Reprimand

Begin a reprimand with a compliment. A statement such as, “Your work record in the past has been excellent,” or, “Your attitude is commendable,” will put the person being addressed in a more receptive frame of mind than a caustic remark. Make the letter short: that will eliminate unrelated ramblings. Make negative statements in a positive way.

Letter 1

Dear [[Recipient]]:

Caltex plant reports sent to Headquarters during the past six months have been on time, and have raised no significant problems, with one notable exception: The sales invoice processing has steadily deteriorated.  This has delayed our receipts of data for the Sales Statistical Reports.  It is also delaying our cash receipts because customers are getting their invoices late.

While some of the problems can be attributed to the Headquarters Data Center, the major problems are being created by the Caltex plant.  The problems at Headquarters will be resolved, and I am confident that the future support from the Data Center will meet our standards.

The problems being created by the plant are in three categories: (1) late receipts past cutoff date, (2) month-end bunching of sales invoices, and (3) illegible documents and invalid data.

The attached schedule details the receipts in the Data Center for the month of February.  As you will note, 22 percent of February’s invoice volume was apparently billed on the last two days of the month.  With 20 billing days, the expected percentage of billings on the last two days should not have exceeded 10-12 percent.  Additionally, over 3 percent of the month’s invoices were received after the cutoff date.

I am going to monitor future closings more diligently.  Each month we will publish a report on the prior month’s closing to highlight problems and take corrective action as necessary.

Please give this your personal attention.  We must resolve this problem.

Letter 2

Dear [[Recipient]]:

Your work during the past four years has been excellent, but lately that is being offset by your absentee record.  I am aware that your health has not been the best, but regular attendance is one requirement of your job.  Something must be done to improve your attendance, because we cannot schedule our workloads efficiently when we cannot depend on you to be here.

If you need to see a doctor, we can easily schedule time from work for you to do that.  Please give this serious thought; we need you on our team.

Letter 3

Dear [[Recipient]]:

I have a complaint from Hewett Packard. that you used abusive language toward their purchasing agent when asked to clear up a mistake on one of their orders.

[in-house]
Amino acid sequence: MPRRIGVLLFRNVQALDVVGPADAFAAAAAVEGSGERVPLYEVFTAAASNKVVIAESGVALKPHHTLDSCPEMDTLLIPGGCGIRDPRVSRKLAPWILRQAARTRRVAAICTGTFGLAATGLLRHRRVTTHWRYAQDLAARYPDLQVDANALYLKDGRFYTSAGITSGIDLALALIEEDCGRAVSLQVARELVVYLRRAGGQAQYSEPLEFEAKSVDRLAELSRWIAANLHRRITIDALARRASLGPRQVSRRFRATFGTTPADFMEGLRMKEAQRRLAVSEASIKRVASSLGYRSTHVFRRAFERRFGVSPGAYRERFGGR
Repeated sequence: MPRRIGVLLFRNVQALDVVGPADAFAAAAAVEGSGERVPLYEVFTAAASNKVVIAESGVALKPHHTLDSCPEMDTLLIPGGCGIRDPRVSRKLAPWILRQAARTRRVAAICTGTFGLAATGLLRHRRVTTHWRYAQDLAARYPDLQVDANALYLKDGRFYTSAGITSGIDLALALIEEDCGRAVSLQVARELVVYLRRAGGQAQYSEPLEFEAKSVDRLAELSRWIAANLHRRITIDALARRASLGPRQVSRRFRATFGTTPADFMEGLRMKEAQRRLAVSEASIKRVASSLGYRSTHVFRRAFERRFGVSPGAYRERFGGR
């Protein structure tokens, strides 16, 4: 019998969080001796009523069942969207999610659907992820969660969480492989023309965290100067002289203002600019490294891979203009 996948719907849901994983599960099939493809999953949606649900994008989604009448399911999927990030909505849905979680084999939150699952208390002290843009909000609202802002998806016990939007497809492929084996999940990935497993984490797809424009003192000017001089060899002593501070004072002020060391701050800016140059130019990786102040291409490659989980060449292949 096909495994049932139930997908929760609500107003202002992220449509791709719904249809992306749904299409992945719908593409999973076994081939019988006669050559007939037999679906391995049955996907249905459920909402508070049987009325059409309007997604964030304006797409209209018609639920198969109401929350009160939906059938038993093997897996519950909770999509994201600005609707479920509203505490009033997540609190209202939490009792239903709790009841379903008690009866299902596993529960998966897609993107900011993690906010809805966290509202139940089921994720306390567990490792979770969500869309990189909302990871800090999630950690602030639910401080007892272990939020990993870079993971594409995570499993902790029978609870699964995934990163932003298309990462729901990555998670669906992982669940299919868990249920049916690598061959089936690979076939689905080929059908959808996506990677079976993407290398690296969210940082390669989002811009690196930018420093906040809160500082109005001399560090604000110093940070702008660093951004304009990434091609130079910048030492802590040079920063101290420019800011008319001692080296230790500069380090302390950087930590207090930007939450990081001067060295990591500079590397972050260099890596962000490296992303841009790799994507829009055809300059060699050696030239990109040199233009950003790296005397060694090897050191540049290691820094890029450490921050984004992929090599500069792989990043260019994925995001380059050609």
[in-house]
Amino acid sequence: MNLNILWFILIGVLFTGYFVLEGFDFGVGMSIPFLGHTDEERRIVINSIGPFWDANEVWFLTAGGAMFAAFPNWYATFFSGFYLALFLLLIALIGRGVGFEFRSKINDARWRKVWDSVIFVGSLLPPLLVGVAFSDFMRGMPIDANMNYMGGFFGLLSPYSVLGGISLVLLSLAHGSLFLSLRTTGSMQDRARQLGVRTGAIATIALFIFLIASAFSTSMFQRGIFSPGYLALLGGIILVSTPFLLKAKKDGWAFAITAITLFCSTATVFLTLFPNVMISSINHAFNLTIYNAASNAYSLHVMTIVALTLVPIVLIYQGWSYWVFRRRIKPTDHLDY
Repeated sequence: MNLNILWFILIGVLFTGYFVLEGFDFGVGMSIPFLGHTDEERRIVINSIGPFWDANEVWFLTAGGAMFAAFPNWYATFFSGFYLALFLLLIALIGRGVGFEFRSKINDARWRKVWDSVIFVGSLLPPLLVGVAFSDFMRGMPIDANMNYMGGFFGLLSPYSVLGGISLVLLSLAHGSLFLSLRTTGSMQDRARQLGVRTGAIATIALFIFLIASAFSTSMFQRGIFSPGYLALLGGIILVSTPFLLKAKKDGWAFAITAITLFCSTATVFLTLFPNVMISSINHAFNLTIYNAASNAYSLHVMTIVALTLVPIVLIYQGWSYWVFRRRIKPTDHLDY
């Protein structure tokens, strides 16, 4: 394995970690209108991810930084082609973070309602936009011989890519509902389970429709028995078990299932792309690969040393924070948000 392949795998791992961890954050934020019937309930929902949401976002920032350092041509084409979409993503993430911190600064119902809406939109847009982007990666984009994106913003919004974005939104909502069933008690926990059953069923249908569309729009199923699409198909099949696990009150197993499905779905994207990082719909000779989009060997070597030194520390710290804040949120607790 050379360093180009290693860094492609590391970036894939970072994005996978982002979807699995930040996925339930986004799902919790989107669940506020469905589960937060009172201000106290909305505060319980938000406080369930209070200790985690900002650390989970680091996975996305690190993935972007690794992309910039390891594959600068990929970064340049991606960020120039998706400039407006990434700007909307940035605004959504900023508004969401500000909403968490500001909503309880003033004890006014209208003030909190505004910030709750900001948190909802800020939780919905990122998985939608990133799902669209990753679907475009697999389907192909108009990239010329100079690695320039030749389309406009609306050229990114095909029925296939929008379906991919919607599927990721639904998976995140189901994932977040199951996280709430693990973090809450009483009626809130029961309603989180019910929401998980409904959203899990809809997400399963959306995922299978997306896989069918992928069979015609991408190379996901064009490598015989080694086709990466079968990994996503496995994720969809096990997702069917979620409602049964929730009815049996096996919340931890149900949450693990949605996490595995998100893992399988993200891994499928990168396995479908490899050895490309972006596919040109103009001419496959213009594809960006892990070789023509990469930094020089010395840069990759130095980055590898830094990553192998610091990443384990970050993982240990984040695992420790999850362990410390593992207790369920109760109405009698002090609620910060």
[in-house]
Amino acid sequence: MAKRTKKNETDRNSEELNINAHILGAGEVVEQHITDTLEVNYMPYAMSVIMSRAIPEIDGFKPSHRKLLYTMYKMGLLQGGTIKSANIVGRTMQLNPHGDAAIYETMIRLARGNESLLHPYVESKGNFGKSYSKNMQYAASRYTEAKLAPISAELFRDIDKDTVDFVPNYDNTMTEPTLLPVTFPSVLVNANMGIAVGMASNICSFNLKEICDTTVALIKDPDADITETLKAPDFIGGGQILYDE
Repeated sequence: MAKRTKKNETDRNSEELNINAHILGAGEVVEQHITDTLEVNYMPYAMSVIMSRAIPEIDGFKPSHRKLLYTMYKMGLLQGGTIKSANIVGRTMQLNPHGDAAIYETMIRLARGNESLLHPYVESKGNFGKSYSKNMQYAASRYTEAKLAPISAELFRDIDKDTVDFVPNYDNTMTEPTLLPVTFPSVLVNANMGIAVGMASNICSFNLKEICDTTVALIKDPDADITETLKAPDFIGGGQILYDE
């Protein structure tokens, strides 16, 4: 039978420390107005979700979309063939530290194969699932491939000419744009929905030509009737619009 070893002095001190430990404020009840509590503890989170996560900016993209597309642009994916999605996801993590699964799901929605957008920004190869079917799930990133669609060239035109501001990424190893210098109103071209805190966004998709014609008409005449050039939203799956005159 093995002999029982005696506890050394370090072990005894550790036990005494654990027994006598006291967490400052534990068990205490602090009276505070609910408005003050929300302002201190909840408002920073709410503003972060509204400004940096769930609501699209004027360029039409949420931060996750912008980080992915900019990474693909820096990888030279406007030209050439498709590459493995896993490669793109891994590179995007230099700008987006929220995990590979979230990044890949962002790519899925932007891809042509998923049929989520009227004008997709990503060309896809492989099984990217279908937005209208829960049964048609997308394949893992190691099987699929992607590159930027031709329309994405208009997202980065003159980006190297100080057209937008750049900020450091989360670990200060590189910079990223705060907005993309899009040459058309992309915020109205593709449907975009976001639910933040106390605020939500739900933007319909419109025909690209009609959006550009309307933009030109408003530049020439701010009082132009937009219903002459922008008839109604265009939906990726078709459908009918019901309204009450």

Who was at fault is of little importance, but what is important is that you violated a company policy and came close to destroying a potentially profitable relationship.  There is nothing you need to say to a customer that cannot be said politely.

I have straightened out the difficulty, and Mr. Johannson is reasonably pacified.  Now that you both have had time to cool off, I want you personally to apologize to Mr. Johannson, and remember the importance courtesy plays in persuasive selling.

Letter 4

Dear [[Recipient]]:

I know you have been trying, but upon reviewing the first three months of 19ˍ3, we find ourselves running 20MM units behind our Budget, and your short-range forecast shows no improvement in the next few months.  Last January, I suggested you consider 19ˍ1 costs for 19ˍ3 rather than your budgeted figures, since your volume for 19ˍ1 and 19ˍ3 are similar.  For the first three months of 19ˍ3 you are behind 19ˍ1 by 6MM units; therefore your costs should be as low or lower than 19ˍ1.

If you will evaluate your Profit Analysis Report, you will see how the loss of volume has lowered your profit.  Besides the loss of profit resulting from loss of volume, your salesmen are not obtaining last year’s average price level, let alone the price they projected for this year.

Comparing the first three months of 19ˍ3 with the first three months of 19ˍ1, you have spent $7,000 more for printing, $19,000 more for cutting tools, and $18,000 more for packing – all of these are higher expenses with lower volume.

The only area in which you have reduced costs is wrappings, to the tune of only $930.  This is the only sales controlled item in which any improvements have been realized.

 I would like to know by May 7 what steps you have taken to:

1. Bring your sales volume up to your 19ˍ3 Budget level.
2. Bring up your depressed average price level.
3. Decrease your printing costs and bring them in line with 19ˍ1 costs.
4. Decrease your cutting tool costs and bring them in line with 19ˍ1 costs.
5. Decrease your packaging costs and bring them in line with 19ˍ1 costs.

Also please advise me by May 7 when these objectives will be accomplished.

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